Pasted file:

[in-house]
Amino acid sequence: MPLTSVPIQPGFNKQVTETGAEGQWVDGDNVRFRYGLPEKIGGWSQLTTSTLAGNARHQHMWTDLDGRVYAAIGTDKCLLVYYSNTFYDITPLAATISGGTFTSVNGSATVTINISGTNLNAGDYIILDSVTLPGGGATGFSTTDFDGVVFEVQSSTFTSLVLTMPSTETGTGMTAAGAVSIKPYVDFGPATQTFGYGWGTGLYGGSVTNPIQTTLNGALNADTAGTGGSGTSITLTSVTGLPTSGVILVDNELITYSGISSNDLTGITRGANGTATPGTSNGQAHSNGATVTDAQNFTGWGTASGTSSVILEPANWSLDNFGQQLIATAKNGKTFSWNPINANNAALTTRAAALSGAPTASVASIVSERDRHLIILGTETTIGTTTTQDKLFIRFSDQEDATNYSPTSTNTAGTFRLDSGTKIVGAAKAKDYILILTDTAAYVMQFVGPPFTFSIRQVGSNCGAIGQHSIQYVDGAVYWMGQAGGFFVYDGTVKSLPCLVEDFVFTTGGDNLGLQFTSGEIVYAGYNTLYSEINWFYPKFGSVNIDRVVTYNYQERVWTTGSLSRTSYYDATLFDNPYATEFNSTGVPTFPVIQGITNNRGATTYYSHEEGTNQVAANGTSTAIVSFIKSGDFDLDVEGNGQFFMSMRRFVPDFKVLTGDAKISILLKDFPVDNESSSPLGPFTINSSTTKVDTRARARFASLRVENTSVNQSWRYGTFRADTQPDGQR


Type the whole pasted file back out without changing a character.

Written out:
[in-house]
Amino acid sequence: MPLTSVPIQPGFNKQVTETGAEGQWVDGDNVRFRYGLPEKIGGWSQLTTSTLAGNARHQHMWTDLDGRVYAAIGTDKCLLVYYSNTFYDITPLAATISGGTFTSVNGSATVTINISGTNLNAGDYIILDSVTLPGGGATGFSTTDFDGVVFEVQSSTFTSLVLTMPSTETGTGMTAAGAVSIKPYVDFGPATQTFGYGWGTGLYGGSVTNPIQTTLNGALNADTAGTGGSGTSITLTSVTGLPTSGVILVDNELITYSGISSNDLTGITRGANGTATPGTSNGQAHSNGATVTDAQNFTGWGTASGTSSVILEPANWSLDNFGQQLIATAKNGKTFSWNPINANNAALTTRAAALSGAPTASVASIVSERDRHLIILGTETTIGTTTTQDKLFIRFSDQEDATNYSPTSTNTAGTFRLDSGTKIVGAAKAKDYILILTDTAAYVMQFVGPPFTFSIRQVGSNCGAIGQHSIQYVDGAVYWMGQAGGFFVYDGTVKSLPCLVEDFVFTTGGDNLGLQFTSGEIVYAGYNTLYSEINWFYPKFGSVNIDRVVTYNYQERVWTTGSLSRTSYYDATLFDNPYATEFNSTGVPTFPVIQGITNNRGATTYYSHEEGTNQVAANGTSTAIVSFIKSGDFDLDVEGNGQFFMSMRRFVPDFKVLTGDAKISILLKDFPVDNESSSPLGPFTINSSTTKVDTRARARFASLRVENTSVNQSWRYGTFRADTQPDGQR